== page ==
ABBA the Concert broke no new ground but that was entirely the point.  From the outfits to the songs to the wigs, this was strictly a nostalgic show.  But ABBA the Concert definitely showed great respect for the source material and performed fairly faithful renditions of most of the biggest hits.  They performed particularly energetic versions of Mama Mia, Take a Chance On Me, and Does Your Mother Know?  There were plenty of opportunities for sing-alongs and the crowd was quite excited to participate in this celebration of ABBAtasticness.

The original ABBA
ABBA songs can sound dated at times but listening to them live brought them to life so that they almost sounded current.  One thing that struck me was how many of their songs have sad lyrics which belies the stereotype of the band’s upbeat, light-hearted melodies.  Songs like Name of the Game, Fernando, and Chiquitita are all filled with poignant longing and uncertainty in relationships.  These songs were mostly featured early in the first set.  The second set resembled the light-hearted rom/com musical hit Mama Mia much more.  Then, Sunday’s show became a party, maybe in part due to it being the final night of the tour, the band seemed determined to just have fun.  And of course, that’s what you want when going to an ABBA tribute.  Nothing deep or meaningful just a good time, and that’s what the concert was.

Side Note:  On the way home, JL and I checked out the new art installation- the Bay Bridge Lights and (no pun intended), it is spectacular.  I'm envious of people with a Bay Bridge view.  If you haven't already, go see the light!

Alabama Shakes: Riding the Wave




Alabama Shakes
Michael Kiwanuka
Fox Theater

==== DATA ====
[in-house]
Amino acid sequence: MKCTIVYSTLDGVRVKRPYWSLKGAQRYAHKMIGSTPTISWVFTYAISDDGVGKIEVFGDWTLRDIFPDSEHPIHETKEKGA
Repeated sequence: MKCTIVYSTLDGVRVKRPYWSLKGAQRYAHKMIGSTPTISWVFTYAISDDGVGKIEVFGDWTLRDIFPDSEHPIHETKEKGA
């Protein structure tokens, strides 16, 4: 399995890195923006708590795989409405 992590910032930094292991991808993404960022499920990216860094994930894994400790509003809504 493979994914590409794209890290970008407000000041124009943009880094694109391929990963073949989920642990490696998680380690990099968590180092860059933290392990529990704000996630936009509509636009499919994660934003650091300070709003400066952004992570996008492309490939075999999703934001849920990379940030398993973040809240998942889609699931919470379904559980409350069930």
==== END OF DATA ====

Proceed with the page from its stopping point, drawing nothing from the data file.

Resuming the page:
Oakland, CA
March 5, 2013

Alabama Shakes: Riding the Wave

Sometimes you are sitting there minding your own business, doing your thing when a big wave comes along picks you up and drags you out to sea whether you are ready or not.  This was my impression after seeing Alabama Shakes at the Fox Theater last night.  AS is a talented group with a charismatic singer who does a fairly good Janis Joplin impression.  However, I got the sense that they are not yet ready for the very large amount of acclaim that has already come their way after just one album.  They are still finding their feet and yet the wave has already pulled them into the ocean.  Now, they just need to learn to surf with several thousand people looking on each night at sold-out shows across the country.

AS at times sounds like Janis Joplin singing Marvin Gaye songs and at other times like Janis Joplin singing Bonnie Raitt or just like Janis Joplin.  They are clearly fans of JJ (though no one can really match the once in a generation talent of JJ).  Still, the band has a very fun Americana-roots sound that is reminiscent of many old school soul and R&B luminaries.  It’s not difficult to understand where the enthusiasm for the band comes from.  They sound fresh and familiar at the same time.  They also have some really good musical chops.  The songs are well-crafted and place singer Brittany Howard’s unique voice at the center of the music- which has resulted in many awards, three Grammy nominations, and slots at the largest music festivals including Bonnaroo, Isle of Wight, Outside Lands etc.  It is no exaggeration to say that they have been on top of a large wave that grew very quickly.